Although few gay actors have been permitted the luxury of openness, many of them have challenged and helped reconfigure notions of masculinity and, to a lesser extent, of homosexuality.
Lesbian actresses have played a significant role in Hollywood, but their contributions have rarely been recognized or spoken of openly; the "lavender marriage" is by no means a relic of the past.
Considering the unique set of problems facing lesbians who want to produce erotic art for the enjoyment of other lesbians, it is remarkable that so much lesbian erotica has been produced in so brief a time.
Olympian Brian Orser, known for both his athleticism and artistry, led a resurgence of Canada as a force to be reckoned with in men's figure skating; after being outed in a palimony suit, he has become an advocate for glbtq rights.
Although American gay film icon Brad Davis has been described as "the first heterosexual actor to die of AIDS," he was widely known as bisexual within the entertainment community.
Handsome, athletic, graceful, and charismatic, actor Errol Flynn was widely rumored to enjoy sexual relations with men as well as women.
In nineteenth-century America men who loved other men often suffered from guilt, but artists such as Winslow Homer and Thomas Eakins celebrated male camaraderie and affection, while expatriate John Singer Sargent depicted the dandy, and photographs documented male friendships.
An artistic movement that grew out of Dadaism and flourished in Europe shortly after World War I, Surrealism embraced the idea that art was an expression of the subconscious.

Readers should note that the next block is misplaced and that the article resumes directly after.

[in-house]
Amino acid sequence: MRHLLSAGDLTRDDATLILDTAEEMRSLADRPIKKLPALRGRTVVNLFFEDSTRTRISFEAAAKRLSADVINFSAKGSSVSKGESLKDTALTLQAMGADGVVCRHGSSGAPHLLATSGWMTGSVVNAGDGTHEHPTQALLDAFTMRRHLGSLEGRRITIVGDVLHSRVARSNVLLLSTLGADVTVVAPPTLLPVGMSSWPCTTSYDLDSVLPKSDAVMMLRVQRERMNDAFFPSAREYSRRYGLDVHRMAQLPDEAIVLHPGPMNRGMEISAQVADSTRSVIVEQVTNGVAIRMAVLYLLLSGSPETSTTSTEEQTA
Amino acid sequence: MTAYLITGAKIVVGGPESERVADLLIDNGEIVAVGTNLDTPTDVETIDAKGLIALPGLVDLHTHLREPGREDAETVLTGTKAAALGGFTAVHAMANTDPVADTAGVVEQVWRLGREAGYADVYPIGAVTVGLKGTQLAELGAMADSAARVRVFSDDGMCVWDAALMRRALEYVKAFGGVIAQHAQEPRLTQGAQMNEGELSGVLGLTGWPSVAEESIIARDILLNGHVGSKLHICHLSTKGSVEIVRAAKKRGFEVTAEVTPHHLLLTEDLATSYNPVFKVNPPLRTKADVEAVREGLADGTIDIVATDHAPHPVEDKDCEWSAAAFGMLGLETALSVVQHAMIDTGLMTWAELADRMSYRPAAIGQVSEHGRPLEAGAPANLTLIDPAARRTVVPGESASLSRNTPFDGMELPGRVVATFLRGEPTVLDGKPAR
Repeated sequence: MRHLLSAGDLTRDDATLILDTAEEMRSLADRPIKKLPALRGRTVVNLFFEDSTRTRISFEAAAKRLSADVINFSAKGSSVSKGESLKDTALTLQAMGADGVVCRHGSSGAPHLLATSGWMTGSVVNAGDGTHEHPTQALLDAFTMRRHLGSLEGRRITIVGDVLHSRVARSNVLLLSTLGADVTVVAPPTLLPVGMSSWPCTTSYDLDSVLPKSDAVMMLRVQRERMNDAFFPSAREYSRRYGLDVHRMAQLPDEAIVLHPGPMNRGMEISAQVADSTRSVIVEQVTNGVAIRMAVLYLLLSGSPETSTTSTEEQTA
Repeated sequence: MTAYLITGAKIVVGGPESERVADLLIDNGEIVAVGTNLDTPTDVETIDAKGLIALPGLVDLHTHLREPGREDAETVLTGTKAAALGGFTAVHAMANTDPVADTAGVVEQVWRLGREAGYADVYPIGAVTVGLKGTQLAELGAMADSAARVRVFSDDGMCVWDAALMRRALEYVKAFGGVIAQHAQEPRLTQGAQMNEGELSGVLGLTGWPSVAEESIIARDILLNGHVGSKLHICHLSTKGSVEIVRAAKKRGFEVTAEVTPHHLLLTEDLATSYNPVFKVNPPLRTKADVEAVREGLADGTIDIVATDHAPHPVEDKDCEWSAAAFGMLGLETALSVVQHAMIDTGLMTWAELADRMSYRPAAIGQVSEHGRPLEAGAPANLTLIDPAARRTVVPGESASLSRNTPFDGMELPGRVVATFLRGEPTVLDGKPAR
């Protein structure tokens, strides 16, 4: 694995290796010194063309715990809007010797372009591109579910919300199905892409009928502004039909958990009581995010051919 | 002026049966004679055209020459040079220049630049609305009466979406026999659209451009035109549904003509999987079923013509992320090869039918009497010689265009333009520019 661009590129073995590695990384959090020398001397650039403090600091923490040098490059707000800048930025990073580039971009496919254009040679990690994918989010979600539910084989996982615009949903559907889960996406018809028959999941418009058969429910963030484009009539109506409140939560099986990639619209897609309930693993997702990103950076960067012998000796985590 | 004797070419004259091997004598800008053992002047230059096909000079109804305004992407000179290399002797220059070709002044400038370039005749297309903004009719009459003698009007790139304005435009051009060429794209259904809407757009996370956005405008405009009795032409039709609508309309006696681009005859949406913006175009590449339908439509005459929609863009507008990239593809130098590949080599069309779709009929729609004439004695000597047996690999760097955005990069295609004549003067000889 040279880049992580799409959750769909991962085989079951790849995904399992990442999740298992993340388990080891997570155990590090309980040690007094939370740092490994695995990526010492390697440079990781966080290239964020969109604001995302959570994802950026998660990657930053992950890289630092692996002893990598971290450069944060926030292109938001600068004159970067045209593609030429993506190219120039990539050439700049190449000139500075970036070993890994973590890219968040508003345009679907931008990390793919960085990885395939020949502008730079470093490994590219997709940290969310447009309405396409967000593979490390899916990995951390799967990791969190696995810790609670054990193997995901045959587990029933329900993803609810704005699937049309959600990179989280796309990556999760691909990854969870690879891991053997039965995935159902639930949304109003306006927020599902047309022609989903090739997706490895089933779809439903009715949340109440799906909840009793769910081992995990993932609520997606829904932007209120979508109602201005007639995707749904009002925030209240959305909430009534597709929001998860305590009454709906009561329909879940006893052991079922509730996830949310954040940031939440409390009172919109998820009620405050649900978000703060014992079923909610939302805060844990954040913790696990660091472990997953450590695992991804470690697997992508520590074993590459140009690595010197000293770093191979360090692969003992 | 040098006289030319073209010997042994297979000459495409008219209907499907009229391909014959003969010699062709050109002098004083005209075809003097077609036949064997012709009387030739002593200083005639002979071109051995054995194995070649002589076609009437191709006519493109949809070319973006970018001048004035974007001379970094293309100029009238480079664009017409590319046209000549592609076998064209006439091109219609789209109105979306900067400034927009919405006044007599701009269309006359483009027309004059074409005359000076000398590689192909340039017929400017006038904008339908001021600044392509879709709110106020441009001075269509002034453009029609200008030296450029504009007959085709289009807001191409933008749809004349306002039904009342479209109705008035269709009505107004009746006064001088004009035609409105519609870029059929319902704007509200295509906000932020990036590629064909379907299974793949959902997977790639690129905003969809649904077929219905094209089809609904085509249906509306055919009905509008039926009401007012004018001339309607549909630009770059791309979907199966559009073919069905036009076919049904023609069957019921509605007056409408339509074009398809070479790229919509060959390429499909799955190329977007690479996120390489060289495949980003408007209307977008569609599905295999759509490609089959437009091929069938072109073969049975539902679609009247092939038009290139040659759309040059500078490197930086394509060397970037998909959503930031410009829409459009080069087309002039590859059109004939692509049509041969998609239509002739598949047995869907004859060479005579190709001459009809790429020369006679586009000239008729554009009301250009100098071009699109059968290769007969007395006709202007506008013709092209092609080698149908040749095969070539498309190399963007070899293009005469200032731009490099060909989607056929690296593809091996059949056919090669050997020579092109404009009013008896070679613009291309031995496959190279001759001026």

In an interview with RadioLive NZ, Prime Minister John Key said that he will vote in favor of a private members bill allowing same-sex couples to wed. He said that he will allow a conscience vote on the measure, which would permit members of his center-right government to make independent decisions as to how they vote on the bill.
According to the Australian website newscom.au, the Prime Minister said, "My view has been that if two gay people want to get married then I can't see why it would undermine my marriage."
He acknowledged, however, that "There will be plenty of people in our caucus who will be deeply opposed--particularly the very religious ones, and I can understand that."
New Zealand currently offers offers same-sex couples civil unions that provide the same legal rights and responsibilities as marriage. Key, who voted against the civil unions bill in 2004, said in 2008 that he saw no need to go beyond civil unions.
However, in response to the announcment of President Obama's endorsement of same-sex marriage, and perhaps more importantly to polls that indicate that more than 60% of New Zealanders support same-sex marriage, Key announced on May 11, 2012, that he "was not opposed to same-sex marriage."
The bill that will be debated in New Zealand's Parliament was introduced by Labour MP Louisa Wall. It is believed that all 14 Green MPs and most of the 34 Labour MPs will vote in favor of marriage equality. The 3 Maori Party MPs are also expected to support marriage equality. Key's National Party has 59 seats in the 121-member assembly, with the remainder divided between 5 minor parties. It is expected that on a conscience vote some National Party MPs will follow the Prime Minister's lead. The question is whether that will be sufficient to reach the 61 votes needed for passage.
The video below, from Wellington's One News TV, reports on the marriage equality bill. The report was made on July 26, 2012, before Prime Minister Key's announcement of his support.